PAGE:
Finally, eye behaviors were consistently a part of events that were reported to result in changes in perception. *Corresponding author at: Communication Studies, University of Wisconsin-La Crosse, 4231 Centennial Hall, La Crosse, WI 54601, United States.This is an open access article distributed under the terms of the Creative Commons Attribution License ( which permits unrestricted use, distribution, and reproduction in any medium, provided the original work is properly cited.
This paper investigates reports of transformative nonverbal behaviors: cues that act as important interactional triggers for a change in or between people in a relationship.
To explore such behaviors, we asked participants to report on any situation in which they recalled one or more nonverbal cues that they or others used and that changed something for them.
That is, one or more nonverbal cues may function to alter something in a relationship—or at least within the minds of the partners to that relationship—quickly and saliently.
Manusov and Milstein (2005) refer to the ability to evoke change as the “transformational quality” of nonverbal cues, and such a conceptualization is consistent with Andersen’s (2008) claim that nonverbal cues in relationships can be “capricious and nonlinear” (p.
Nonverbal cues have arisen inductively as “turning point material” in several studies, however.
In their investigation of romantic partners, for example, Baxter and Bullis (1986) noted that two behaviors associated with touch—first kiss and first sex—were important events in escalating relationship commitment.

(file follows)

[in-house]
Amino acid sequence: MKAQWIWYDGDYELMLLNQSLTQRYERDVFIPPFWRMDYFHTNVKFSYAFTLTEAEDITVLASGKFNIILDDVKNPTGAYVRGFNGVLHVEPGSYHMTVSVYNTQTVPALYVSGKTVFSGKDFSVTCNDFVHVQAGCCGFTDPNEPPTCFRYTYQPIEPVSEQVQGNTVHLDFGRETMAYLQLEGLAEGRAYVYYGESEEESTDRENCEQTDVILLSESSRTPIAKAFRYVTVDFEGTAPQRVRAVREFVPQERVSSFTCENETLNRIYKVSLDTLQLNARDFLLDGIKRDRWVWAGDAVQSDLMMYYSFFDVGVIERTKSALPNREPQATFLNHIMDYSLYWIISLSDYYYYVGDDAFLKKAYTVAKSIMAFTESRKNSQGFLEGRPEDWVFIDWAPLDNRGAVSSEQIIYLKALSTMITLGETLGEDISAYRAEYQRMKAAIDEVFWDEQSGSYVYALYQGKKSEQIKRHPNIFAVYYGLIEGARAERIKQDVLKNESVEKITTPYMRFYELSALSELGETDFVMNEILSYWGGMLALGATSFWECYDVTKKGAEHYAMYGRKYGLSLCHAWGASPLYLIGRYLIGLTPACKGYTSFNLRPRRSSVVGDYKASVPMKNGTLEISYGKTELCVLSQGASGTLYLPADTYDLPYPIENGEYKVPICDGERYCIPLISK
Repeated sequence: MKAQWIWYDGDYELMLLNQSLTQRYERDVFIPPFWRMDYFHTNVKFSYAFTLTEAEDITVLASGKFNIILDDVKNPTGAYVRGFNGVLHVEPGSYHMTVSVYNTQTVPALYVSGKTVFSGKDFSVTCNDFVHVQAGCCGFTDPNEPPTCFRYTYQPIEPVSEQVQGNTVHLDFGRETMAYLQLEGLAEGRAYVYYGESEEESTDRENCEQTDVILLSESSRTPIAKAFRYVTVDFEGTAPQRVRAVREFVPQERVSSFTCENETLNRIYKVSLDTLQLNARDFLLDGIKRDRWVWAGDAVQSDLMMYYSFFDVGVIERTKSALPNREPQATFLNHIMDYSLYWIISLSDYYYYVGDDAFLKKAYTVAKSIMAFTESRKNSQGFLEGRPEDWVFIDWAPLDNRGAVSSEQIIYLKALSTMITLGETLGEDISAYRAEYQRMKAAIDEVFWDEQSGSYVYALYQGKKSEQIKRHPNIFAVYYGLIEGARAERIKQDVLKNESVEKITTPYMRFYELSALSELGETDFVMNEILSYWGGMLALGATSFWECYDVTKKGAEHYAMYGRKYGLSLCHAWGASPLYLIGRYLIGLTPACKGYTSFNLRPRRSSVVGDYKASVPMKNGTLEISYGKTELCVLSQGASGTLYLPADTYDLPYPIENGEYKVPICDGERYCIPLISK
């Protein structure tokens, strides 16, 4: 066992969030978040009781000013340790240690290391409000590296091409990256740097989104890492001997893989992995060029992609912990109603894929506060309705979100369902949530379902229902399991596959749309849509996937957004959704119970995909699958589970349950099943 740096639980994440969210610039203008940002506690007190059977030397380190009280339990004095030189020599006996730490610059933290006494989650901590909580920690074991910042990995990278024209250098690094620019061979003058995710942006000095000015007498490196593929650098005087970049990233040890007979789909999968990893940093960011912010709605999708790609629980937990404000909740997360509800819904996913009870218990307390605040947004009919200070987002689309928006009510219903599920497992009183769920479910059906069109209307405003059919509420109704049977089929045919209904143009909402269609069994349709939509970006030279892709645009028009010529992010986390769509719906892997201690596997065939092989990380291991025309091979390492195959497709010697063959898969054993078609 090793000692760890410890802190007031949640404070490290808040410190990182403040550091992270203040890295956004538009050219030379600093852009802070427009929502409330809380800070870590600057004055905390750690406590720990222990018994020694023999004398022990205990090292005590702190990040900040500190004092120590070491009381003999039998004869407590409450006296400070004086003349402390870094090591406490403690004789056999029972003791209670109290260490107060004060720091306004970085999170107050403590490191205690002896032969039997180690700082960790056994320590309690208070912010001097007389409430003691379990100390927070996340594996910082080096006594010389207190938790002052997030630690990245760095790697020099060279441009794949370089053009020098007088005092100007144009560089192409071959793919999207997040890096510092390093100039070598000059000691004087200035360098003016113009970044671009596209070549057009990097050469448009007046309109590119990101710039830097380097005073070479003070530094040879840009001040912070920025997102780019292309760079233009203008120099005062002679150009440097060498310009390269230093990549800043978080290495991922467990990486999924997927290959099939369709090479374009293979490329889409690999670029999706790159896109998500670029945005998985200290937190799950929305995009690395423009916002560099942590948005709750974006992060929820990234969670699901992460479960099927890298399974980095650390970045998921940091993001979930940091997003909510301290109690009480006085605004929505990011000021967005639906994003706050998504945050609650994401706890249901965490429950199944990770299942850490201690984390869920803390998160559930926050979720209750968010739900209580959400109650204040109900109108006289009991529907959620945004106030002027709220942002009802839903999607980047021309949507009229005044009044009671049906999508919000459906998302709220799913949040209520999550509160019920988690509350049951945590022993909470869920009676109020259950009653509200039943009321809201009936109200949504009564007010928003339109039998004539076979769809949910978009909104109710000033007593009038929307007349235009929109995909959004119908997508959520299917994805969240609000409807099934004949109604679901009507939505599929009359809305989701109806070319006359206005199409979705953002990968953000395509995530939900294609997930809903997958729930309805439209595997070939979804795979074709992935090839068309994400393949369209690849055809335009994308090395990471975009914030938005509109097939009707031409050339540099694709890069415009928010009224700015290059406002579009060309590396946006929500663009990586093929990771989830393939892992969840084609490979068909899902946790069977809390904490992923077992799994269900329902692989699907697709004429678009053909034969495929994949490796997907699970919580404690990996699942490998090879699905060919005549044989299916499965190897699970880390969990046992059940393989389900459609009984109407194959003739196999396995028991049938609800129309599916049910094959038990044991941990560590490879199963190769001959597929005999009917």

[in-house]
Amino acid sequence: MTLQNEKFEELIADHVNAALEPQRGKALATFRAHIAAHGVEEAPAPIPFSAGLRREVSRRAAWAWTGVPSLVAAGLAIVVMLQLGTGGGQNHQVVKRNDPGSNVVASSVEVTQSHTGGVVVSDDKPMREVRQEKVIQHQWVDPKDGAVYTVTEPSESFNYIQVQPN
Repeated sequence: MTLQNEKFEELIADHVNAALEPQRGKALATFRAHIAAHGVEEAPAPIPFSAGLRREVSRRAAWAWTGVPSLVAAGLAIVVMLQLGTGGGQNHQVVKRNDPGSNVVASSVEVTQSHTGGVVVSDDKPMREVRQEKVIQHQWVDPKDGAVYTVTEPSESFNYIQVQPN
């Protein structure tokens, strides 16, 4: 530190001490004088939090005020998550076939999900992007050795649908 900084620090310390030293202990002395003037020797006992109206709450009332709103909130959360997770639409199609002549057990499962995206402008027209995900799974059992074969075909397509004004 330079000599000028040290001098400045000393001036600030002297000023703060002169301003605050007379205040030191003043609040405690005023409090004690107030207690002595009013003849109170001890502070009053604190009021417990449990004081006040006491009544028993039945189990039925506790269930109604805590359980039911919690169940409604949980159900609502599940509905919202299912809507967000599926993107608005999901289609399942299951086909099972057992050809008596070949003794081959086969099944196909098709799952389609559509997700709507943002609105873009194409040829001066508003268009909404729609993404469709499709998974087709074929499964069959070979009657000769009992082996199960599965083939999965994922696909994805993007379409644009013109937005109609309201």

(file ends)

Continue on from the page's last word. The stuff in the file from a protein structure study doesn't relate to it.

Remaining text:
The concurrence of so many related constructs suggests the importance of change in the relational context and provides epistemological backing for further investigation.
Researchers who study turning points in relationships have been concerned primarily with identifying the types of events (e.g., an argument, a change in marital status) that create marked changes within particular relationship types, such as romantic (Dailey, Rossetto, Mc Cracken, Jin, & Green, 2012), family (Poulos, 2012), friendships (Becker et al., 2009), and teacher-student relationships (Docan-Morgan, 2011; Docan-Morgan & Manusov, 2009).
Using the constant comparative approach, we found four large categories of changes the participants reported as resulting from these nonverbal cues and provide examples of these change types from our data corpus.
We labeled these “relational,” “perceptual,” “affective,” and “behavior”.
207) as they play out in the complexities of real life.